There is a saying among the Lakota that when the Pilgrims first landed at Plymouth Rock, they fell on their knees and prayed, and then they fell on the Indians and preyed.
Perhaps it is not surprising that the stories of this country's founding are awash in error. As Napoleon reportedly said, "What is history but a fable agreed upon?"
So much fabrication has been woven into the coming of the Pilgrims and their dealings with the native people they encountered that it's hard to separate fact from fiction. Here are some facts: The Mayflower first landed on Cape Cod on Nov. 11, 1620, at a place that would become Provincetown. When that landing site proved to be unsuitable, Robert Coppin, the Mayflower's pilot, moved on. In the middle of winter, on Dec. 16, 1620, he sailed into a harbor the Indians called Patuxet. Though no 17th-century sources mention landing on a rock, that's what the Pilgrims called it: Plymouth Rock.
We have all been taught about the first winter for those pilgrims, so fierce that only 52 of the original 102 remained alive when it was over. The history books also teach us that the Indians helped the settlers survive to another winter by teaching them how to plant corn, squash and other vegetables. Here's another fact: Some historians say now that Patuxet was rich in the graves of Indians, and that by grave-robbing clothes and tools, a few Pilgrims were able to survive.
The Wampanoag were the first Indians to meet and speak with the Pilgrims. An Abenaki named Samoset, who spoke English he learned from fishermen who visited the coast, introduced the settlers to a man named Tisquantum, also called Squanto. He had been taken to England as a prisoner and spoke fairly fluent English. Though usually portrayed as violent in drawings and paintings, Squanto met the Pilgrims in peace.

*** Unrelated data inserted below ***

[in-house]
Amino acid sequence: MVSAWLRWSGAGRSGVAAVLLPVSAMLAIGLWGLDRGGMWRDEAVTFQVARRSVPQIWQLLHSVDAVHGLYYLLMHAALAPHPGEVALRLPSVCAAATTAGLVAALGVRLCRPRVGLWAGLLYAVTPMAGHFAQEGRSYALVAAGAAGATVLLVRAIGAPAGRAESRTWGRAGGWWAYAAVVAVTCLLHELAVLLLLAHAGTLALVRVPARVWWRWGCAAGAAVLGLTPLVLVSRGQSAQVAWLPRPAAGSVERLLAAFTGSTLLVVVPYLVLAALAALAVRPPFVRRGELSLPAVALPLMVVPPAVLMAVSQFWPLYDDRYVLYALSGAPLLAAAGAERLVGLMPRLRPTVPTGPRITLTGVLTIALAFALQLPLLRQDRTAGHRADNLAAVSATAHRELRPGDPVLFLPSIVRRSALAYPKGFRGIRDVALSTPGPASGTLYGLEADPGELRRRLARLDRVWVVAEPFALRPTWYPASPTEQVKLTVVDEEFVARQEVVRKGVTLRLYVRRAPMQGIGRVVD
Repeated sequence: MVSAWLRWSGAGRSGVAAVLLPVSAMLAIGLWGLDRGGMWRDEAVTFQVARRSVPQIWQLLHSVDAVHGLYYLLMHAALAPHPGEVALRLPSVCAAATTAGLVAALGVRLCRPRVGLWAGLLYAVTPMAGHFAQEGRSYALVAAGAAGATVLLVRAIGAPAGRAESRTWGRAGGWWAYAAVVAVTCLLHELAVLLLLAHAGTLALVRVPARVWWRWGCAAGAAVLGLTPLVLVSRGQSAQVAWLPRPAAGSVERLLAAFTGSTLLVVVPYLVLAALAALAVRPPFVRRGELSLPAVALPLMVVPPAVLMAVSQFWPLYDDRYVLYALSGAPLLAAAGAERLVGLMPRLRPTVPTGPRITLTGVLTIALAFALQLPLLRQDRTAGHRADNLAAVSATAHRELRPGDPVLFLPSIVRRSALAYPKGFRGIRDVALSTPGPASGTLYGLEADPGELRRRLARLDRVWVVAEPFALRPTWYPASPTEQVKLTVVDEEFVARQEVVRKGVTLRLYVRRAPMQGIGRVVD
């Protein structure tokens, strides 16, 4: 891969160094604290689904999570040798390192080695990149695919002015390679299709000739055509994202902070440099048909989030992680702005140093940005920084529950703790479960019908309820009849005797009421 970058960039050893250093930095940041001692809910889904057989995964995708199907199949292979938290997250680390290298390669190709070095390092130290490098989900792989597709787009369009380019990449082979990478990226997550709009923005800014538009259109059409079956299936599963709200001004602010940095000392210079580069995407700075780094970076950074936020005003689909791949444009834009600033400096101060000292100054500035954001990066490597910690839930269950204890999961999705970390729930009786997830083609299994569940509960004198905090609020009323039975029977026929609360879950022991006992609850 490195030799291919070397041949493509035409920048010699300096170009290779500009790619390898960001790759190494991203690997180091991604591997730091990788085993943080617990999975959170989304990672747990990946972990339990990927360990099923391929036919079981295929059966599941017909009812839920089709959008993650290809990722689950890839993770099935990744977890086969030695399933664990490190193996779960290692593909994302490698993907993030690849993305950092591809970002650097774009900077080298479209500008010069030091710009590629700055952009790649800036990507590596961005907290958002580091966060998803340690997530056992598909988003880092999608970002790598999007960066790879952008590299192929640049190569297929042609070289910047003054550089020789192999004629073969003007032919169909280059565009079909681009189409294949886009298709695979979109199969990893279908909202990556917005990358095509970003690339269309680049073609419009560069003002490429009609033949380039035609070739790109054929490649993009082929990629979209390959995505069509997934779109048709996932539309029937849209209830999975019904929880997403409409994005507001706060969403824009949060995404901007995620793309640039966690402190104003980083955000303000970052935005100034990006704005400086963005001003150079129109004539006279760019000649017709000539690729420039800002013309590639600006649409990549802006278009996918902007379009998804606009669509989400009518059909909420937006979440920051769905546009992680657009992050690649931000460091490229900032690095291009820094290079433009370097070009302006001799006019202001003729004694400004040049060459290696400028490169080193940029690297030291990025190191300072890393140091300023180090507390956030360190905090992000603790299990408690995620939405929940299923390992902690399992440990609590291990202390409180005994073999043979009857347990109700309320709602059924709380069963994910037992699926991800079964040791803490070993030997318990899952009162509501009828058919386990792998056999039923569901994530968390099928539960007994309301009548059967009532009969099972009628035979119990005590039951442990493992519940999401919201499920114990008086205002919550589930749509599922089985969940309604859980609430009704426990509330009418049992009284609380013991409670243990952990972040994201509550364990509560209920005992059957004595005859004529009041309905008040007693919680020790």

The first modern image showing the Indians and settlers enjoying a feast in harmony did not occur until after the so-called Indian Wars were settled -- long after Plymouth Rock was founded. By then, ancestral lands were being colonized by settlers and exploiters, and Indians were considered "vanishing Americans." That may have made them safe enough to become an integral part of the Pilgrim story of happy collaboration.
A stanza from the poem by Felicia Hemans (1793-1835) about the landing of the Pilgrims goes:
Ay, call it holy ground,
The soil where first they trod!
They have left unstain'd what where they found
Freedom to worship God.
Perhaps a century later, an Indian poet might have written:
Hau, call it stolen ground,
The soil where first they trod!
They have left a stain over all they found,
And took our freedom to worship God.
The indigenous people of what was to become New England had little to be thankful for after the Pilgrims claimed their land. Many died of smallpox, measles and other diseases to which they had no immunity; others died at the hands of the settlers. Their villages were burned to the ground and their women and children sold into slavery or murdered. Bounties were placed on those who survived, and soon hunters and trappers showed up at the trading posts collecting money for their "redskins."
In 1863, President Abraham Lincoln, at the urging of Sarah Josepha Hale, editor of Godey's Lady's Book, set aside the fourth Thursday of November as Thanksgiving Day. In 1941, Congress passed a joint resolution making the fourth Thursday of November the official holiday of Thanksgiving. It was not until the 1960s that Indian activists began to gather at Plymouth Rock on Thanksgiving Day -- not to give thanks, but to protest the modern-day treatment of native people and a national holiday based on fiction.
These days, native Americans can be grateful for our remarkable ability to endure. The assumption that the so-called "vanishing Americans" would cease to exist has proven to be dead wrong. Though some might have wished it, we have not faded from history; in fact, we are one of the fastest-growing segments of society.
In South Dakota, where I live, almost every rural county has plummeted in population over the past 10 years. But in the counties containing Indian reservations, the population has grown.
So a race of people that numbered just over 200,000 people at the turn of the century now numbers more than 2 million. It's quite a comeback.
Tim Giago (Nanwica Kciji) is a contributor to Writers on the Range, a service of High Country News (hcn.org). Giago is the editor of the Lakota Journal in Rapid City, S.D.